“I refuse to lose to Santa,” I said to myself as I saw the runner in front of me dressed in an inflatable St. Nick suit. I began the local 5k in the front corral, only for the leader to be directed to go straight up a hill when we were supposed to go left. Fifteen of us followed. The result, we ran an extra quarter mile only to make an unnecessary descent just as Santa and the back of the pack were making their first turn. So I kicked it into gear and passed Kris Kringle with a kind greeting...and a bit of resentment. How did he know the way to go?
The Scriptures are saturated with stories that hinge on a people on the go. Throughout these stories are the words of the prophets, calling for the people to live into the Torah- “this is the way you should go, walk in it” (Isaiah 30:21). These messengers called to the forefront of their communal memory who they were and how they were to exist for the well-being of one another. These words, though, were not always adhered to and the prophets often resented and rejected as the people went astray.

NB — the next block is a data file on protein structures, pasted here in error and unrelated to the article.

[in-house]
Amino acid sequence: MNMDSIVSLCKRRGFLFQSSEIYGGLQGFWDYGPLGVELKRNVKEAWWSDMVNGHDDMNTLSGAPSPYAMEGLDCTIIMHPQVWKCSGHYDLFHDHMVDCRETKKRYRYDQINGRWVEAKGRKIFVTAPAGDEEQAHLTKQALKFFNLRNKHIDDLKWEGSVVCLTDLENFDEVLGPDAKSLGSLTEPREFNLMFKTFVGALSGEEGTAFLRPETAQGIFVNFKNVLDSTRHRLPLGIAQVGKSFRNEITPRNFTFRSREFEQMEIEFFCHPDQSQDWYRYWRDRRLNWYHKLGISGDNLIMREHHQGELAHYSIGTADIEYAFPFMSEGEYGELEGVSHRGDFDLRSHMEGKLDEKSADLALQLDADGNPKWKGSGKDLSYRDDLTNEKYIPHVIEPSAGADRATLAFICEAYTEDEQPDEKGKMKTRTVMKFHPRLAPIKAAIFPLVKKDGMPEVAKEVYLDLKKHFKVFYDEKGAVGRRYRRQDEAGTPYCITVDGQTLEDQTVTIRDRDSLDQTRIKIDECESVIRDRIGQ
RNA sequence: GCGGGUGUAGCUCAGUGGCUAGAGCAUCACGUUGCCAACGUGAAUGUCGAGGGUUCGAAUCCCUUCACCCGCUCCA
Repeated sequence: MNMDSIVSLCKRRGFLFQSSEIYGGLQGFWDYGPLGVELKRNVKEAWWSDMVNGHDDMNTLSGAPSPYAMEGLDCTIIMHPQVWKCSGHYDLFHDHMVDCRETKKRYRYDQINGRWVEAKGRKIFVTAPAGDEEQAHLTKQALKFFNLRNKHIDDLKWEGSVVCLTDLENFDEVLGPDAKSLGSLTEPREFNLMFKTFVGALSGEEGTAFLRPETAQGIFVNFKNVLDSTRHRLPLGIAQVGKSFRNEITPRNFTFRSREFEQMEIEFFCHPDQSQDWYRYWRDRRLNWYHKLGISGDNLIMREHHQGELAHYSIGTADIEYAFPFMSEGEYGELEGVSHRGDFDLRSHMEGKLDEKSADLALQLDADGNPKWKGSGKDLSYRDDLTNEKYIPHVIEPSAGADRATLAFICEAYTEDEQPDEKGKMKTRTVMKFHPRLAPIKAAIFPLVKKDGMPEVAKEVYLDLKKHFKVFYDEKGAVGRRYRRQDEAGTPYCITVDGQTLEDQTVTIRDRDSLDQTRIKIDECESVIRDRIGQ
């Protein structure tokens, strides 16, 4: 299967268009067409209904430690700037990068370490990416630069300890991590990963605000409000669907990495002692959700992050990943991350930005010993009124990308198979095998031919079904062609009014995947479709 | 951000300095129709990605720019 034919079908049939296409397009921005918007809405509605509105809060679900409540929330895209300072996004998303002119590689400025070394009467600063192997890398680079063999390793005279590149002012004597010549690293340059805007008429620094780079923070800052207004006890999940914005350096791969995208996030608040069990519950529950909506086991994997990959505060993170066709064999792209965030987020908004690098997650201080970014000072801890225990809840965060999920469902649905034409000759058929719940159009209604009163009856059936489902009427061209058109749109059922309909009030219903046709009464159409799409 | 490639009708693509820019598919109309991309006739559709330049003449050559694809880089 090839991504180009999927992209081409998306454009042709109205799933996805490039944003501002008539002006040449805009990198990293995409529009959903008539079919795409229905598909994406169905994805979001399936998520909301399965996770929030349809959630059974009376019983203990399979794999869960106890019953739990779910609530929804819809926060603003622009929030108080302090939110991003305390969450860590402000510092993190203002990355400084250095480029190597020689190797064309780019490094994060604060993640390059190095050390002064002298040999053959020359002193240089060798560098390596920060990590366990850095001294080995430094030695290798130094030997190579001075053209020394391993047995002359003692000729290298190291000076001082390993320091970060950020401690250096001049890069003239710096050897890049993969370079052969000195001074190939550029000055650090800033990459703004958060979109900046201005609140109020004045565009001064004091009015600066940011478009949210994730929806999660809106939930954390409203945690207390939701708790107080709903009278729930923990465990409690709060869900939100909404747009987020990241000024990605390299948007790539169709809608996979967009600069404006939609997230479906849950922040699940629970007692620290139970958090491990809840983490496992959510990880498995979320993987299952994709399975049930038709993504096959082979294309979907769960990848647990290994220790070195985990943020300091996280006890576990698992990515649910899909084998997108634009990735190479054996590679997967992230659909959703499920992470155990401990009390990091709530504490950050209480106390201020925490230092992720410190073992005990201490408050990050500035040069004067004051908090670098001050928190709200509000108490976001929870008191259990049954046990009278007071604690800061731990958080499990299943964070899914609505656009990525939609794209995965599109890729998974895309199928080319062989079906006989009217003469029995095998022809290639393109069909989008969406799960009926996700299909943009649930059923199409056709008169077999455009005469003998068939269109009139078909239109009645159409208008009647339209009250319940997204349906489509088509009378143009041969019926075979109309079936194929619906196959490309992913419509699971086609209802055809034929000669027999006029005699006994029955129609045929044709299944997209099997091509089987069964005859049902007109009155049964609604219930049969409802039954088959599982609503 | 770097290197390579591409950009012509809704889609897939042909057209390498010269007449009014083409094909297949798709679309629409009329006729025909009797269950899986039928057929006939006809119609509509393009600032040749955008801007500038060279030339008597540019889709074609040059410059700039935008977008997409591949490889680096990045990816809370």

These days, there are so many rapidly competing voices and narratives lobbying for our allegiances and telling us theirs is the way to go. Whether the capitalist market, consumer culture, or partisan politics, if we are not careful, we can be lured off course from God’s dreams for the world and towards one of self-preservation alone. Advent is a chance to fix our focus once again on Jesus, whose birth name is an ancient one meaning “God saves.” This deliverance was more than an escapist call to some other world or personal salvation, but the beginnings of a subversive movement in the here and now with a goal centered on the common good. It was a (re)new(ed) vision of jubilee and justice, equity and welcome to all people. This continues to be the way to go, may we walk (or run) in it- and not only at Christmas.